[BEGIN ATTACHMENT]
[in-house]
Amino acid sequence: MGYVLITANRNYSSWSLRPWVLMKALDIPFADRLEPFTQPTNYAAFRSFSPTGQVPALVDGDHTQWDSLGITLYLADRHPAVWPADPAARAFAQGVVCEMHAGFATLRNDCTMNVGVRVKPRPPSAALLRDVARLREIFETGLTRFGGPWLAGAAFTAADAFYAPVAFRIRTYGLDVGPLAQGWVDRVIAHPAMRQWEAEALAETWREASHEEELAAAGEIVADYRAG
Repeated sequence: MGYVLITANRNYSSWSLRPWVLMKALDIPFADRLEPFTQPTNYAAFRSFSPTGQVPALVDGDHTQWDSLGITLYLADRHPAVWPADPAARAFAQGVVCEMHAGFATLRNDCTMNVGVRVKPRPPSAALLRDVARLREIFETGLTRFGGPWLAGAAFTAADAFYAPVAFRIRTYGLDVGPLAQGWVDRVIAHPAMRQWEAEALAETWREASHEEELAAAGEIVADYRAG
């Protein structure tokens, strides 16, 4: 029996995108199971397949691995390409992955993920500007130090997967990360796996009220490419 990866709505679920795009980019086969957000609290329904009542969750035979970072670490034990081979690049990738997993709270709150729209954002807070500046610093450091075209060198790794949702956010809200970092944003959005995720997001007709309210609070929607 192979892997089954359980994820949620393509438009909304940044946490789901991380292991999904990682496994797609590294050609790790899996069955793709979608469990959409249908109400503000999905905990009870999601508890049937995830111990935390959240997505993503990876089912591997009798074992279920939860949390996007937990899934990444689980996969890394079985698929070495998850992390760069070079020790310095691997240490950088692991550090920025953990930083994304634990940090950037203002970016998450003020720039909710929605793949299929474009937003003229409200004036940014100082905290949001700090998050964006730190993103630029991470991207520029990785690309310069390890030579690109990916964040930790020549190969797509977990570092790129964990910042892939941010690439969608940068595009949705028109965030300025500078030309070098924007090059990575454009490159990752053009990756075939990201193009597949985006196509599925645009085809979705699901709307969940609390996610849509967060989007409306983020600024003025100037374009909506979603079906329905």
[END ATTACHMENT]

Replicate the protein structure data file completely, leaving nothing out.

[in-house]
Amino acid sequence: MGYVLITANRNYSSWSLRPWVLMKALDIPFADRLEPFTQPTNYAAFRSFSPTGQVPALVDGDHTQWDSLGITLYLADRHPAVWPADPAARAFAQGVVCEMHAGFATLRNDCTMNVGVRVKPRPPSAALLRDVARLREIFETGLTRFGGPWLAGAAFTAADAFYAPVAFRIRTYGLDVGPLAQGWVDRVIAHPAMRQWEAEALAETWREASHEEELAAAGEIVADYRAG
Repeated sequence: MGYVLITANRNYSSWSLRPWVLMKALDIPFADRLEPFTQPTNYAAFRSFSPTGQVPALVDGDHTQWDSLGITLYLADRHPAVWPADPAARAFAQGVVCEMHAGFATLRNDCTMNVGVRVKPRPPSAALLRDVARLREIFETGLTRFGGPWLAGAAFTAADAFYAPVAFRIRTYGLDVGPLAQGWVDRVIAHPAMRQWEAEALAETWREASHEEELAAAGEIVADYRAG
């Protein structure tokens, strides 16, 4: 029996995108199971397949691995390409992955993920500007130090997967990360796996009220490419 990866709505679920795009980019086969957000609290329904009542969750035979970072670490034990081979690049990738997993709270709150729209954002807070500046610093450091075209060198790794949702956010809200970092944003959005995720997001007709309210609070929607 192979892997089954359980994820949620393509438009909304940044946490789901991380292991999904990682496994797609590294050609790790899996069955793709979608469990959409249908109400503000999905905990009870999601508890049937995830111990935390959240997505993503990876089912591997009798074992279920939860949390996007937990899934990444689980996969890394079985698929070495998850992390760069070079020790310095691997240490950088692991550090920025953990930083994304634990940090950037203002970016998450003020720039909710929605793949299929474009937003003229409200004036940014100082905290949001700090998050964006730190993103630029991470991207520029990785690309310069390890030579690109990916964040930790020549190969797509977990570092790129964990910042892939941010690439969608940068595009949705028109965030300025500078030309070098924007090059990575454009490159990752053009990756075939990201193009597949985006196509599925645009085809979705699901709307969940609390996610849509967060989007409306983020600024003025100037374009909506979603079906329905």